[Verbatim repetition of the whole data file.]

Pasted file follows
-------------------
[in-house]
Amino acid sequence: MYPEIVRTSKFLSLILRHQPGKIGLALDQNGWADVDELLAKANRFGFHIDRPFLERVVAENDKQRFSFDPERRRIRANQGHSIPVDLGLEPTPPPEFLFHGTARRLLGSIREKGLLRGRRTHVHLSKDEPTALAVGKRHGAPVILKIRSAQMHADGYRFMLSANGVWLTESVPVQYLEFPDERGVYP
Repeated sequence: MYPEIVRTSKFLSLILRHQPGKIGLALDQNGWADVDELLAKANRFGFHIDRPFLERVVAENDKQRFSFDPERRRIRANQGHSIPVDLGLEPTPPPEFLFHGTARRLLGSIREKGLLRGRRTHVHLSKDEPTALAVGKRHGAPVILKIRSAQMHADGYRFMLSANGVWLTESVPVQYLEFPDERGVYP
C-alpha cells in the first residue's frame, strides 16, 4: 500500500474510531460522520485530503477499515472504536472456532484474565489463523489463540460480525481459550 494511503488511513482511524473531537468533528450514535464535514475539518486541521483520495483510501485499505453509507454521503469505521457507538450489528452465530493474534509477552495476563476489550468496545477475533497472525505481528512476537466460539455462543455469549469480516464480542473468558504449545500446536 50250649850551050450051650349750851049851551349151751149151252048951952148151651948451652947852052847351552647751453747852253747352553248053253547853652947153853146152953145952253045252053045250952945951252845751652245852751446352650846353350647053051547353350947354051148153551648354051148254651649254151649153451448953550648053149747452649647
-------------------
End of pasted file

[in-house]
Amino acid sequence: MYPEIVRTSKFLSLILRHQPGKIGLALDQNGWADVDELLAKANRFGFHIDRPFLERVVAENDKQRFSFDPERRRIRANQGHSIPVDLGLEPTPPPEFLFHGTARRLLGSIREKGLLRGRRTHVHLSKDEPTALAVGKRHGAPVILKIRSAQMHADGYRFMLSANGVWLTESVPVQYLEFPDERGVYP
Repeated sequence: MYPEIVRTSKFLSLILRHQPGKIGLALDQNGWADVDELLAKANRFGFHIDRPFLERVVAENDKQRFSFDPERRRIRANQGHSIPVDLGLEPTPPPEFLFHGTARRLLGSIREKGLLRGRRTHVHLSKDEPTALAVGKRHGAPVILKIRSAQMHADGYRFMLSANGVWLTESVPVQYLEFPDERGVYP
C-alpha cells in the first residue's frame, strides 16, 4: 500500500474510531460522520485530503477499515472504536472456532484474565489463523489463540460480525481459550 494511503488511513482511524473531537468533528450514535464535514475539518486541521483520495483510501485499505453509507454521503469505521457507538450489528452465530493474534509477552495476563476489550468496545477475533497472525505481528512476537466460539455462543455469549469480516464480542473468558504449545500446536 50250649850551050450051650349750851049851551349151751149151252048951952148151651948451652947852052847351552647751453747852253747352553248053253547853652947153853146152953145952253045252053045250952945951252845751652245852751446352650846353350647053051547353350947354051148153551648354051148254651649254151649153451448953550648053149747452649647